Ancestral Roofs

"In Praise of Older Buildings"

Monday, November 19, 2012

Slip sliding away....

Picton's finest Gothic Revival cottage in decline...and on offer

There is so much good news these days around preservation of our built heritage.
There, I said it. That statement certainly flies in the face
Cause for optimism: a good roof
of many posts (rants) on this blog, and a great deal
of incontrovertible evidence to the contrary.

A visit to publications like Built Heritage News or The Architectural Conservancy of Ontario might confirm the pessimist's stance.

I base my optimism on a month spent touring PEC with my camera, collecting photos for a chapter in Orland French's (he of Heritage Atlas of Hastings County and Lennox and Addington) new book on Prince Edward County.  The new book is called Wind, Water, Barley and Wine.

During this junket I saw so many fine old buildings, beautifully restored, with sensitive well-proportioned new additions, fine grounds with heritage plantings, and the enduring, iconic locust trees.  

Nevertheless, a few historic structures are causing me some worry.

The Gothic Revival cottage fantasy at the top of this post, which I wrote about one miserable January day in 2011, is still standing. That's the good news. It's for sale or lease still. Great, nobody's giving up on it yet. But the c.1858 home of John Pepper Downes, early artist chronicler of Picton, needs a new champion. Soon. Come on Picton, let's not lose another one.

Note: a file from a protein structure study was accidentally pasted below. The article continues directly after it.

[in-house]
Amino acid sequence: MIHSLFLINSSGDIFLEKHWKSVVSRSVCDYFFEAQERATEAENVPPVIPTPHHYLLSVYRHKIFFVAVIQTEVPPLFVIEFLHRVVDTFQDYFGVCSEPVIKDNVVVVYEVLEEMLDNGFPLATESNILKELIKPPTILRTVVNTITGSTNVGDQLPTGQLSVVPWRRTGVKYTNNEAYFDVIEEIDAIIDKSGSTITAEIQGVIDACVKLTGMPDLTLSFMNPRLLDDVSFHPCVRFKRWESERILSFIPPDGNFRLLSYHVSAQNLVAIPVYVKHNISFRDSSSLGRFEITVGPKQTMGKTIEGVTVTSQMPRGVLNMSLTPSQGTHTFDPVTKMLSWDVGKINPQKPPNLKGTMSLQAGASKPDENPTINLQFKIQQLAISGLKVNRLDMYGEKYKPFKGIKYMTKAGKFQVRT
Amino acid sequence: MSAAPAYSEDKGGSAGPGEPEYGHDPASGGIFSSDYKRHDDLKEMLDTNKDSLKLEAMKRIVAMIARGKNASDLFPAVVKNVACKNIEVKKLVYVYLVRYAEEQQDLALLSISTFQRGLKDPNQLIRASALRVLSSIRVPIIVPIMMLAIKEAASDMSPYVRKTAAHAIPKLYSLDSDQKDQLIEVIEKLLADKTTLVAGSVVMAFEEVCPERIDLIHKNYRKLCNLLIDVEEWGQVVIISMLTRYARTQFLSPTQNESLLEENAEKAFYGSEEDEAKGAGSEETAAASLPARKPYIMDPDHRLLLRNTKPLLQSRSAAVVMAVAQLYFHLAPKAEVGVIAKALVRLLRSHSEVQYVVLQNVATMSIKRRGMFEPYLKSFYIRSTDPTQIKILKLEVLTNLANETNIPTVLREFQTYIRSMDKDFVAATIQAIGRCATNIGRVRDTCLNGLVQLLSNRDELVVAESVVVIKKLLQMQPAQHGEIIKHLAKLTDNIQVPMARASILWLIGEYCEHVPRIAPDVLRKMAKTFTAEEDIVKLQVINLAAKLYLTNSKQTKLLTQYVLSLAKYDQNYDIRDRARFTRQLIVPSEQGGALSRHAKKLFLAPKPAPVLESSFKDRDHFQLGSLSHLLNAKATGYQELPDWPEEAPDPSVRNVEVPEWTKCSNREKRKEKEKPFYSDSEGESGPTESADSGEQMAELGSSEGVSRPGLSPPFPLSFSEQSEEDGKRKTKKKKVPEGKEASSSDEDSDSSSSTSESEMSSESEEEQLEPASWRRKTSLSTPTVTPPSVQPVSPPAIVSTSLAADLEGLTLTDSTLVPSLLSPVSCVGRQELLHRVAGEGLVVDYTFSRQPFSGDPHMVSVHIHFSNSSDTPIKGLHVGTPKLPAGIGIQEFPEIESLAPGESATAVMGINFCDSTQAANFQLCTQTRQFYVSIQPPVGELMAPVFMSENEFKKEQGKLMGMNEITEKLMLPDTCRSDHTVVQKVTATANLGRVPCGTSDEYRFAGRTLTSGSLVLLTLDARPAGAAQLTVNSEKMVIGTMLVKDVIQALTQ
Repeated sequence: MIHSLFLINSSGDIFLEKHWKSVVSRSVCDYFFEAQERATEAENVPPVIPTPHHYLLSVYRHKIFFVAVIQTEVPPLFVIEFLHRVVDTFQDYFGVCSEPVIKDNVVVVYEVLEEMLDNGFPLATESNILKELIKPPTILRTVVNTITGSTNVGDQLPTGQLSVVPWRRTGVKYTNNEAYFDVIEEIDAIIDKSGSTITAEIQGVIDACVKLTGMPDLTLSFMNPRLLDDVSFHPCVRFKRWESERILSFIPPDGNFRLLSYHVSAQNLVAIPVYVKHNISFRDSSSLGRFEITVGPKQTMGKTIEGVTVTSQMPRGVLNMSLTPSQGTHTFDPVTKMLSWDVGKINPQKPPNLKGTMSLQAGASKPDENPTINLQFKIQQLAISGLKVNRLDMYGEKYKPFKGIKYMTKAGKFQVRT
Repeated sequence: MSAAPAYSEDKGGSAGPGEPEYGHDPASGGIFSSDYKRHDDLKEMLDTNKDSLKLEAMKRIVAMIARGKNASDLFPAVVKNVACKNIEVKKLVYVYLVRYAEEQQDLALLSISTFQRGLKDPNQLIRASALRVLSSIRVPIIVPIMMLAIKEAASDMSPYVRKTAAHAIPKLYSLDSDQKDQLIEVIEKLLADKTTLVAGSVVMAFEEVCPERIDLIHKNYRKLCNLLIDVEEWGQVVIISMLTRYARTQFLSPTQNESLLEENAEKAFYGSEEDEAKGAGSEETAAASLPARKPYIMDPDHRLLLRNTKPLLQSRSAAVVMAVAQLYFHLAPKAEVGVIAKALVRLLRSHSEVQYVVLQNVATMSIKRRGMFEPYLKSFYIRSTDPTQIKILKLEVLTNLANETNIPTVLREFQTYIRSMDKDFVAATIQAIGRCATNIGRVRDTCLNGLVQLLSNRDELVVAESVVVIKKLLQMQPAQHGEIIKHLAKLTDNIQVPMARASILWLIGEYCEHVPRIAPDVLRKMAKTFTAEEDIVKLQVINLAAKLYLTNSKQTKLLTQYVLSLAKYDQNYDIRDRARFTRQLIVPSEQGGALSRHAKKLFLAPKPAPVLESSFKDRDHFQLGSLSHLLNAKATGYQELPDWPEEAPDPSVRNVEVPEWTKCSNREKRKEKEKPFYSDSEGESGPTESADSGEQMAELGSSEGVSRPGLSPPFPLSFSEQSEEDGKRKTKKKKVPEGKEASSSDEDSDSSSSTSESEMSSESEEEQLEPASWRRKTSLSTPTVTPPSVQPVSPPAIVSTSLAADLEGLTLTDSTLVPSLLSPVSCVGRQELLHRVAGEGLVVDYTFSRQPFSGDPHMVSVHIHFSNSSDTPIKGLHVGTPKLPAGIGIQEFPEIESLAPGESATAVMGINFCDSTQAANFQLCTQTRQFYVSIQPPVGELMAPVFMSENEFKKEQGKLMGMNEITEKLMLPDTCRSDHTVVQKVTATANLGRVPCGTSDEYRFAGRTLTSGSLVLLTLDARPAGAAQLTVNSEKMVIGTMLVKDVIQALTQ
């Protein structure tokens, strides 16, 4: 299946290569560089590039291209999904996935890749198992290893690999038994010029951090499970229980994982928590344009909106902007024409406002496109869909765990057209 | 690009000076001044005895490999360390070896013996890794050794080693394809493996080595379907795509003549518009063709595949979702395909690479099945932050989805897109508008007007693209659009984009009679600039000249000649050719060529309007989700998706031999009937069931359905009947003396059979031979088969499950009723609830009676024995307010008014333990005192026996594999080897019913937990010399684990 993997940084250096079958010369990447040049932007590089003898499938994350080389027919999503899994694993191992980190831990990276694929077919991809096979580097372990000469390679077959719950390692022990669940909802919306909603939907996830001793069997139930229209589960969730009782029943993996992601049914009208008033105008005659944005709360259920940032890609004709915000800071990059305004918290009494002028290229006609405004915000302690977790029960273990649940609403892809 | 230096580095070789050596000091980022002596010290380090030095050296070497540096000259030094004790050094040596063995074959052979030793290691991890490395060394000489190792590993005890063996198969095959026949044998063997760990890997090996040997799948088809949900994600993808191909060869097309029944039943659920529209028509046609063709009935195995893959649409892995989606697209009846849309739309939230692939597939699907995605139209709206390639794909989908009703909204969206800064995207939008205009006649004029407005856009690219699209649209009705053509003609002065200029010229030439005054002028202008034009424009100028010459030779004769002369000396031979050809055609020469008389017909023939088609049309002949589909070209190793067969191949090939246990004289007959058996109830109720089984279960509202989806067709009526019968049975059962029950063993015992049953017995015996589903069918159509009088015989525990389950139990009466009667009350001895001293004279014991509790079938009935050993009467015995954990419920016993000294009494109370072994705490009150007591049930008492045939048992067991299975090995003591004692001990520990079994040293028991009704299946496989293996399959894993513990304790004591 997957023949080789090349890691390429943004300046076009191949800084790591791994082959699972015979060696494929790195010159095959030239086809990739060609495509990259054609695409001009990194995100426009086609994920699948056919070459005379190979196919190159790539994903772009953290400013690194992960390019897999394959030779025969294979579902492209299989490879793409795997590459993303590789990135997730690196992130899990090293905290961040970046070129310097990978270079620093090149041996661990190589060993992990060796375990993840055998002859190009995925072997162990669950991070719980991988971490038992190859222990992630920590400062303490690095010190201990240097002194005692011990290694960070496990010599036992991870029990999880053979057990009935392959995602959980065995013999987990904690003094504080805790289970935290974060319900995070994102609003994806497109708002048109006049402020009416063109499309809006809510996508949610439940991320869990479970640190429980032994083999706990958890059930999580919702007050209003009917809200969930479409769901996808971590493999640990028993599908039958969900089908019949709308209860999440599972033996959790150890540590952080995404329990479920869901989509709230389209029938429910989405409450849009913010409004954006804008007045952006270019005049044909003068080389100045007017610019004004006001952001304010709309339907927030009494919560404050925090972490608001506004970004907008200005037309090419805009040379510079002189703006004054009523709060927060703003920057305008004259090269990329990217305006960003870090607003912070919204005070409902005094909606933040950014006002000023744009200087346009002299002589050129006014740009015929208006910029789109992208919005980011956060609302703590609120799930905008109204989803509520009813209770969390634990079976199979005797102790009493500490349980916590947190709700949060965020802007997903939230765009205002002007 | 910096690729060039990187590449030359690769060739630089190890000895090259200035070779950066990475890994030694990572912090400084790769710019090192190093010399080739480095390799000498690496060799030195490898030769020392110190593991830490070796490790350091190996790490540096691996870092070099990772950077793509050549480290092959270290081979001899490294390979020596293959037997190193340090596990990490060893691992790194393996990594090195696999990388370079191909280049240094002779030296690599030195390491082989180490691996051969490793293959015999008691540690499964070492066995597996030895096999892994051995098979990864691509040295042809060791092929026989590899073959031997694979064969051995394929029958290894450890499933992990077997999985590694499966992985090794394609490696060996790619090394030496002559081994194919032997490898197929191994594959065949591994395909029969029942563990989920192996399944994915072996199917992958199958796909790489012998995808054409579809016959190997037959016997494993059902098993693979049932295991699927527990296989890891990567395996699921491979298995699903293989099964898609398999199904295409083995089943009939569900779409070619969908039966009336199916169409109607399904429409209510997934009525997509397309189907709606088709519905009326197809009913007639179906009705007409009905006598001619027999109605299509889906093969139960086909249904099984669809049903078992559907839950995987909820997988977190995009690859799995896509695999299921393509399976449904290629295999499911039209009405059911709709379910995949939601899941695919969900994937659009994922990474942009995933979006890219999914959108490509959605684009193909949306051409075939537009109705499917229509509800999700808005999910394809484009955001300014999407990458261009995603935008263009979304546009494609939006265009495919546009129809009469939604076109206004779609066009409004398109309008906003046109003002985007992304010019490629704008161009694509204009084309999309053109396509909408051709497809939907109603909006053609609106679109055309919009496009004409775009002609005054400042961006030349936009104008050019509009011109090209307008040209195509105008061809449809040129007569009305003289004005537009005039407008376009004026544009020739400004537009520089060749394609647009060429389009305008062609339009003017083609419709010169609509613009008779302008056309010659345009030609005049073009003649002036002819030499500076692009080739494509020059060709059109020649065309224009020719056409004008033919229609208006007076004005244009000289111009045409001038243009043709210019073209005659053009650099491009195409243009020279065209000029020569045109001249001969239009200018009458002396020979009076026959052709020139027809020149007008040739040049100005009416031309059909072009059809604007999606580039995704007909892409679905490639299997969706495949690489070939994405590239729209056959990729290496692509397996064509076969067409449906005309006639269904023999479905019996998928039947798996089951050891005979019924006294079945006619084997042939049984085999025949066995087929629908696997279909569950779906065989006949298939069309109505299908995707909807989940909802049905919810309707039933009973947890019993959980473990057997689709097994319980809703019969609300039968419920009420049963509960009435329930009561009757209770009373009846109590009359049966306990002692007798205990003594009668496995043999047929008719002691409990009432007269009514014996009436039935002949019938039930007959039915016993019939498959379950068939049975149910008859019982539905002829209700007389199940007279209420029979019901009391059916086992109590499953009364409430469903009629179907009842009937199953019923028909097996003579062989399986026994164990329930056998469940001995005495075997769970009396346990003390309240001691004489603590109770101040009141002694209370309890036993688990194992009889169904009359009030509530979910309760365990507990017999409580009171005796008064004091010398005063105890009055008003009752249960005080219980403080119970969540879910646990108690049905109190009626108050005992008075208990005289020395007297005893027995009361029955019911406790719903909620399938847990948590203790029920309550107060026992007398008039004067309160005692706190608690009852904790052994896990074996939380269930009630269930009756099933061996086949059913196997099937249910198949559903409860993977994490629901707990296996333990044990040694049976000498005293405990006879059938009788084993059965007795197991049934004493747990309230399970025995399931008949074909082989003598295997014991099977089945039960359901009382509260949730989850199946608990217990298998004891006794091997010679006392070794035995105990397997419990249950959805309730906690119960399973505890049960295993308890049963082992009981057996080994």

A browse through 'The Settler's Dream' will reveal the esteem in which PJ Stokes held the houses of Greek Revival Revival influence which once distinguished the booming village of Demorestville. John and Diane Brisley recommended this house to me. If you can see past the ghastly dormers and the discouraging paint, the building's pedigree becomes apparent. The house was built by Peter Demill, one of the sons of Isaac Demill a Loyalist from Vermont. Built in the mid-1830's, this beautifully detailed frame house still bravely displays its exquisite eaves returns, and pilasters at the corners and the doorcase (not shown) with entasis,yet.                                                                                                        

A fine rare Greek Revival inspired house in decline
Rare South Marysburgh stone (c.1855)
 unique Marysburgh gable
Stokes and Cruikshank also commented on this very special stone house, with its unusually wide gables. "This triple-gabled not found on any other building in the County", asserts no less an authority than PJS in SD (p.70). The place is beautiful even in decline. It would be a real shame to lose this exceptional home, and the link with its first family the Minakers - connected to mine somewhere along the line. And I fear we're going to lose both house and history soon.

Robert Miskin house (1829), one of the fabled Weller houses
 of The Carrying Place

The Robert Miskin house at the historic portage route, The Carrying Place was built by Sarah, daughter of pioneer stage operator Asa Weller,and her husband Robert Miskin. The formal Loyalist style symmetry and the warm hand-made brick tell its old story. The poor condition of the shutters suggests things are being neglected.  This early house is an architectural treasure.

Here's a challenge. If you're visiting from  the big city and you have succumbed to the allure of this historic little county, why not put some of your considerable buying power into the acquisition and preservation of one of these important early structures. Become part of the history yourself. We'd be forever grateful.

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